The scenes of Turkey’s bloody and abortive military coup last July still scar Uskudar, an old waterside district of Istanbul that was a deadly front of violence that night and remains, nearly a year later, a wellspring of the nation’s rage.

Residents  nervously recall the armored vehicles that appeared that night, the rattle of gunfire and the snarling of motorcycles whisking the wounded to the hospital. At least 13 people from Uskudar were killed during the attempted coup, a cataclysm in Turkey that left more than 200 people dead, an anxious country betrayed and the government consumed with a vigorous hunt for it enemies.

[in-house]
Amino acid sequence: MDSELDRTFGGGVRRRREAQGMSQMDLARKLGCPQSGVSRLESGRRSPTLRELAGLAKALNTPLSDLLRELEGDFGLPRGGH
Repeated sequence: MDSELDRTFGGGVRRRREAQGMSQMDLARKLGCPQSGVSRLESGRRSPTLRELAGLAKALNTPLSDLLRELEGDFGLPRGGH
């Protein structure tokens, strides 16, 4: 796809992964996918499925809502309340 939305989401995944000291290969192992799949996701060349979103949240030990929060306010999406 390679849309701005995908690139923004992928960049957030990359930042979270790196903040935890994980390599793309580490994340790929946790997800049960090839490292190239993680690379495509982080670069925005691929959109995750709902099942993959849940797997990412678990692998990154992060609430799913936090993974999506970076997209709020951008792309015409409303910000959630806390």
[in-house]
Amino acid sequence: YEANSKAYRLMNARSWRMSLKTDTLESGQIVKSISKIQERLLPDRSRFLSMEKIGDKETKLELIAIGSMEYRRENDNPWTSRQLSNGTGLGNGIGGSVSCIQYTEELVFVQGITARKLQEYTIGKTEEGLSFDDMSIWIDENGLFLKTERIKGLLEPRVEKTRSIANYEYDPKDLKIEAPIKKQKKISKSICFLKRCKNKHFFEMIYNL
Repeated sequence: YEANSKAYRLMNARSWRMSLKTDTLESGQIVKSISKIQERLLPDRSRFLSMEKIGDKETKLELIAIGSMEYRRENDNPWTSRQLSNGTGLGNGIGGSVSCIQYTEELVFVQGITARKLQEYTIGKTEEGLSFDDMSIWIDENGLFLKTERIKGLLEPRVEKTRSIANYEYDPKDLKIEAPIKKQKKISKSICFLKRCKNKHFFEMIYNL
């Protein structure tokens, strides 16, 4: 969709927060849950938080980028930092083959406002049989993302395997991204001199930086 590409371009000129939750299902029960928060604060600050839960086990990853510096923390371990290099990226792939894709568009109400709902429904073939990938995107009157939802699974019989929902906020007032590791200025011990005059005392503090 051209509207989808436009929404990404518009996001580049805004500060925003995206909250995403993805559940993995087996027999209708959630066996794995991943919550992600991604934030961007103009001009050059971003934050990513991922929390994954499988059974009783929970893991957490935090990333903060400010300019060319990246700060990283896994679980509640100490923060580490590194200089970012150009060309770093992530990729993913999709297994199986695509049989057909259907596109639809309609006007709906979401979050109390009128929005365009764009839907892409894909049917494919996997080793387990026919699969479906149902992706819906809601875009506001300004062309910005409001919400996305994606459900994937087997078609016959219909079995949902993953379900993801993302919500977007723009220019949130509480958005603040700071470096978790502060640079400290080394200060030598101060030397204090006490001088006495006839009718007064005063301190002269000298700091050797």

So it came as some surprise last month when the residents of Uskudar voted to defeat a measure that gave the president greater powers — rejecting a set of constitutional changes that President Recep Tayyip Erdogan and his allies had pitched to the country as a patriotic response to the treachery in July. That Erdogan has a house in Uskudar and votes in the district made it all the more surprising.

The president’s resolute loyalists ultimately propelled him to a nationwide victory in the referendum, as they have time and again in votes since 2002, defiantly rejecting criticism that the changes doomed Turkey to one-man rule.


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